Blog confidential: The forbidden zone

Each week, Dr Margot Feelbetter poses a dilemma and offers advice for readers to respond to online

May 27, 2010

This week: The forbidden zone

I am worried about a colleague in my department who has become closely involved with a student - perhaps too involved.

At first I thought nothing of it: a lecturer who provides more support to a struggling student is admirable. The student in question is academically unexceptional, even slightly below average. However, in the subject my colleague teaches, her marks have improved remarkably.

A few weeks ago, I popped back to the university in the early evening to pick up some marking, and noticed my colleague was still in his office with the student. They did not see me. My concerns grew when I saw them holding hands late one evening.

I think that something is going on. She is only 20 and my colleague is over 40. He has a "reputation" of sorts and I understand that this is not the first time something untoward has happened (if it is happening). Any suggestions?

This is an area often ignored by the academy. Sexual contact between staff and students is problematic, although in this case things are not clear-cut.

In schools, the law is rightly very clear on this issue, as it is in professions such as therapy or counselling that deal with vulnerable individuals. American psychotherapist Peter Rutter has written a number of books on the subject. He likens academic-student relationships to supervisor-supervisee contact and says a coercive element is always present.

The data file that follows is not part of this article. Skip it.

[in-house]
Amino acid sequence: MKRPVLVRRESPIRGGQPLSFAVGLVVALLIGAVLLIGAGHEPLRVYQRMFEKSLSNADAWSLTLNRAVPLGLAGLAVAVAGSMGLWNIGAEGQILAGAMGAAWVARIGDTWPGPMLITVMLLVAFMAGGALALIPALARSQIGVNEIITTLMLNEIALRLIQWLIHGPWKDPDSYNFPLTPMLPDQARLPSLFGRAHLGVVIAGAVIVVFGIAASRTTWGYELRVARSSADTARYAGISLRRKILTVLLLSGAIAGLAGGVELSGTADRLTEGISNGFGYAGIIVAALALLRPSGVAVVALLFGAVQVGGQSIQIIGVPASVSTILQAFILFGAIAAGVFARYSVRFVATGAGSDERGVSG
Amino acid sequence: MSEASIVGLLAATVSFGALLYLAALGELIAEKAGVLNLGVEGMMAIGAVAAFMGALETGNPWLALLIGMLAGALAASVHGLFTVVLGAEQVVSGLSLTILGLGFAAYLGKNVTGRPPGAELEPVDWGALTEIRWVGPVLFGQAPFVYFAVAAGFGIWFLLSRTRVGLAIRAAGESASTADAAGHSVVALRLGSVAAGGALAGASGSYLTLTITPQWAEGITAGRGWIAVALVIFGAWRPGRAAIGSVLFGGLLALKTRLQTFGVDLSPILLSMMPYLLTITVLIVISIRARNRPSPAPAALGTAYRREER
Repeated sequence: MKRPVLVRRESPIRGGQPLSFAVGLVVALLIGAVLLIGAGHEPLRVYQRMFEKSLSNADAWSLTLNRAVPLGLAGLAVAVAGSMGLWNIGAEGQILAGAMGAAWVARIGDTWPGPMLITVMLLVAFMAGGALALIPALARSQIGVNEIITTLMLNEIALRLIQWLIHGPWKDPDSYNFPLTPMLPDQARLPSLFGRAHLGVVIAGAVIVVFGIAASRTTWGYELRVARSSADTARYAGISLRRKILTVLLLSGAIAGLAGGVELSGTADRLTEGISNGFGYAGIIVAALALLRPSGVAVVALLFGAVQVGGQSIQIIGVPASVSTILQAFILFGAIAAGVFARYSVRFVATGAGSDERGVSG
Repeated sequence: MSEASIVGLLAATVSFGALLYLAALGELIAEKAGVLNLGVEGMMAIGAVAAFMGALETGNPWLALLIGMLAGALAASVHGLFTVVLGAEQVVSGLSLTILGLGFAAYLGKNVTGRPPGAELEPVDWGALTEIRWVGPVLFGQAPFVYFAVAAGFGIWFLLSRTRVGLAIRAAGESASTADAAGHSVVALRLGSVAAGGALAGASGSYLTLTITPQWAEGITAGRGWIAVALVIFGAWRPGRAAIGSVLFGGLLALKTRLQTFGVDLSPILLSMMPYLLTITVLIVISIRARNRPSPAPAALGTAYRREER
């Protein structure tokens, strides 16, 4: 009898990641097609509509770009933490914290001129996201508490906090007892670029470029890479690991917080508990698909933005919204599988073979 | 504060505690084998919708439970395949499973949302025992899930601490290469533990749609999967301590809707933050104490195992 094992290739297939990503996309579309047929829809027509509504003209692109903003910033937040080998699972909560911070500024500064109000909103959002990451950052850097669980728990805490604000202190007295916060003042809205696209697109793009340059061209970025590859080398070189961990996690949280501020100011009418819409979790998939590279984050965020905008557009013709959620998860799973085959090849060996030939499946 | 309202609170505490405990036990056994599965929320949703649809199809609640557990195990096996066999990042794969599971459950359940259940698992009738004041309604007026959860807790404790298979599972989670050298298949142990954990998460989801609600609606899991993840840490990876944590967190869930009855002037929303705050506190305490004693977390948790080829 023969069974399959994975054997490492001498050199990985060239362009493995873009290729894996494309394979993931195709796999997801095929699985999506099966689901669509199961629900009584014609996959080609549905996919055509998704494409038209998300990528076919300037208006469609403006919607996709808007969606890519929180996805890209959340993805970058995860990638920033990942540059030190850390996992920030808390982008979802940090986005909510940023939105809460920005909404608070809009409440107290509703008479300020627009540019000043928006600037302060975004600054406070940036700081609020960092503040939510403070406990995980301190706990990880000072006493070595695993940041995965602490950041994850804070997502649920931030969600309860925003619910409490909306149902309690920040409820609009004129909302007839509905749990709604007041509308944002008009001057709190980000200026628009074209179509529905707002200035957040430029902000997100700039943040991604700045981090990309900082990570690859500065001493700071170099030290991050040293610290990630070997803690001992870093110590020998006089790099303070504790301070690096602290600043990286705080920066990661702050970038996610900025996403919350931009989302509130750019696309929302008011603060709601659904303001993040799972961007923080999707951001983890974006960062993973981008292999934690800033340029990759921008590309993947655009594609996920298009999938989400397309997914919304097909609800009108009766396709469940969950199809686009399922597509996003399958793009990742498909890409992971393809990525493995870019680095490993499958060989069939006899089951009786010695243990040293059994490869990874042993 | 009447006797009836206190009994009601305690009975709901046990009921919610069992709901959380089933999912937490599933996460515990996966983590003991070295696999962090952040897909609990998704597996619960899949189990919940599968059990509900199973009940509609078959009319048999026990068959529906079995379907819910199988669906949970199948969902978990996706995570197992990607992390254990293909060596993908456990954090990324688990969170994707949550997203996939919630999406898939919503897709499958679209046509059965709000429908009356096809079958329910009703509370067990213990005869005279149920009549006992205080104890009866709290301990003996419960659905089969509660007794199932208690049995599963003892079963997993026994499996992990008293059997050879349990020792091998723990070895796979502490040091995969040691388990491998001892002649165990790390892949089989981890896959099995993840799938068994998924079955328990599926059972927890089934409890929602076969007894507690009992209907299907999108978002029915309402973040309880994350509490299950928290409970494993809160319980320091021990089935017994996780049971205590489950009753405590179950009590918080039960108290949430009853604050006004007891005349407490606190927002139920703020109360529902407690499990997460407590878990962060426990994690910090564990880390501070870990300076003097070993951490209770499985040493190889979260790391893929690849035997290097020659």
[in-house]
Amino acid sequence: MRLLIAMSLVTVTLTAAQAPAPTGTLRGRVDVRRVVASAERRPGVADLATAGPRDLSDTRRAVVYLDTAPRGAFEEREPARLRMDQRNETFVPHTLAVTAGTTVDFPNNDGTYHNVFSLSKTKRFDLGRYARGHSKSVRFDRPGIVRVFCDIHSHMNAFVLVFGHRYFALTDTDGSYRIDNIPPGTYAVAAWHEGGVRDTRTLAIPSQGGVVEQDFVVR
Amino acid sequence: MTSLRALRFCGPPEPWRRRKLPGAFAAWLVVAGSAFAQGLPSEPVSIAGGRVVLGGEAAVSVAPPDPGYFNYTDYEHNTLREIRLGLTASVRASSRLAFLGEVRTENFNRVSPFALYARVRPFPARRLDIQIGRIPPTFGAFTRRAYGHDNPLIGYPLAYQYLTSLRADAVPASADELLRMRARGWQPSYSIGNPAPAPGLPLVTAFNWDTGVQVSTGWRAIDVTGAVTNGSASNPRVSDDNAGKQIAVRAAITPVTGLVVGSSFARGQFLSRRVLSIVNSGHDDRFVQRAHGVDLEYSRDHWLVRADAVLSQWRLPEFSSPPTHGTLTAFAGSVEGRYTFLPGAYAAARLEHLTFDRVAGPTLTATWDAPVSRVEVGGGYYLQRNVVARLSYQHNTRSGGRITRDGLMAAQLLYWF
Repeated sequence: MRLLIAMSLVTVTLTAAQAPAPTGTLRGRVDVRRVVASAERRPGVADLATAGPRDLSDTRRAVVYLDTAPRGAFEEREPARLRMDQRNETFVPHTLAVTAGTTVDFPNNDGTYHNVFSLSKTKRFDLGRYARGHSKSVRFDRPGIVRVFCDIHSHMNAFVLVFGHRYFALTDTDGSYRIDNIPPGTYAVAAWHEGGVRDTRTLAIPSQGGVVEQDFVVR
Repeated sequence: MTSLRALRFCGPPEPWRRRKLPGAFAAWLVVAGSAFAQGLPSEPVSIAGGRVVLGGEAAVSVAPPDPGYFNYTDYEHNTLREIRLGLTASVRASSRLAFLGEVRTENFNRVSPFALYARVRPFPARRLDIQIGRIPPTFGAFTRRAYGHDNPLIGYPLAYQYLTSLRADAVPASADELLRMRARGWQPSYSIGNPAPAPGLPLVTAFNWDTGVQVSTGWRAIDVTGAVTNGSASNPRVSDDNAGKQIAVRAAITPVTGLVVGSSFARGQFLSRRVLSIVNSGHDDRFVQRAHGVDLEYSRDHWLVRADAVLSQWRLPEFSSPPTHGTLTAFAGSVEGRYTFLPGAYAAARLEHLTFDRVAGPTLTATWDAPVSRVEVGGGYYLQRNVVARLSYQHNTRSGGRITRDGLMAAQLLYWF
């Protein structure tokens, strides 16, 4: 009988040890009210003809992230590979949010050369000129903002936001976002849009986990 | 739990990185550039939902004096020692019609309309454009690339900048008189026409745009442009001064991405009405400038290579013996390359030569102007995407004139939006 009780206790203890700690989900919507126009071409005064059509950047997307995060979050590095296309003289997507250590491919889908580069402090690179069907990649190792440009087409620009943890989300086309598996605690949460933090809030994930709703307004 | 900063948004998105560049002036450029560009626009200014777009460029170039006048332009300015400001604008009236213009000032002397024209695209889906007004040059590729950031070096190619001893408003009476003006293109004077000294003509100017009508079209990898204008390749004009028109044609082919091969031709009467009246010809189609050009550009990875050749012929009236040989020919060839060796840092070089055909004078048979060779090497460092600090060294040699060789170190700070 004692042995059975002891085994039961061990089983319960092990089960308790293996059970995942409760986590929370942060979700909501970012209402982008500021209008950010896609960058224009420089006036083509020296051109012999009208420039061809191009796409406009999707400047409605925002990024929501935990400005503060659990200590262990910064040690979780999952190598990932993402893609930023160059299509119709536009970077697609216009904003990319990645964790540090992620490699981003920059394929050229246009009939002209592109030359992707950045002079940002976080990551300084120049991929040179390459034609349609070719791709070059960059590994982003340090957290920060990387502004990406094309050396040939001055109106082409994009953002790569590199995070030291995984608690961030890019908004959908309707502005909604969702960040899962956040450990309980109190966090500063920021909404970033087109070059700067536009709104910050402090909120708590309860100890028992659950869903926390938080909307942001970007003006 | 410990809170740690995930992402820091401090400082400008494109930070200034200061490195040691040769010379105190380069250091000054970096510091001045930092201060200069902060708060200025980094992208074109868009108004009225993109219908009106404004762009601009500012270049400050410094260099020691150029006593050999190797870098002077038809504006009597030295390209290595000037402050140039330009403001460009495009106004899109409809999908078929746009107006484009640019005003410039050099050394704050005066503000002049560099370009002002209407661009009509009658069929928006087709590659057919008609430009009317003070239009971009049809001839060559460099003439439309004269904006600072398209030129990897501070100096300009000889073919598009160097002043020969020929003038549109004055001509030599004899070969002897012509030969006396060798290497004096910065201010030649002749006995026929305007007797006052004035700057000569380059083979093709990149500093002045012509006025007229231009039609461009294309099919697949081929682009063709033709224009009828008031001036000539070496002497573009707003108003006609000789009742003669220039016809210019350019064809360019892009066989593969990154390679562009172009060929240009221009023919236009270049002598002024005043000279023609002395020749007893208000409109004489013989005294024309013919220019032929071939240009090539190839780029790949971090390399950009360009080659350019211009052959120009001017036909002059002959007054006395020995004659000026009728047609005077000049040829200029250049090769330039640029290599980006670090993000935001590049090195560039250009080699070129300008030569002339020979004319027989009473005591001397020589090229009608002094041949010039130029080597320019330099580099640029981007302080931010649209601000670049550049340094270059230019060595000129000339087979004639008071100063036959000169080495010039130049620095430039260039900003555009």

In a previous job, I knew of two colleagues who became involved with students. Both relationships ended badly. In one, the student became unstable and needed psychiatric help; in the other, the lecturer assaulted the student when he demanded more commitment. On the other hand, I know of a student-lecturer relationship that survived the initial infatuation stage and flourished: they are still together 20 years later.

There are, however, always power inequalities in such liaisons. If your colleague is a serial "abuser" who targets young people for personal gratification, he must be disciplined. Some universities have clear guidelines on the subject and these need to be clearly communicated.

In the case you describe, the age differential, coupled with a range of complications in relation to students living away from home, create problems. Parents do not expect teachers, professors or academics to act in ways that are inappropriate or exploitative.

I suggest you proceed carefully. As you acknowledge, you may be mistaken. Perhaps they are related? My niece attended my university a few years ago. I would meet her for lunch, we were affectionate with each other, so I was sure to inform my colleagues who she was. However, this sounds unlikely in this case.

If your institution has guidelines in this area, as a first step, why not copy them and place them in your colleague's in-tray? A steer such as this could bring him to his senses. Such situations can turn into crises and even end tragically.

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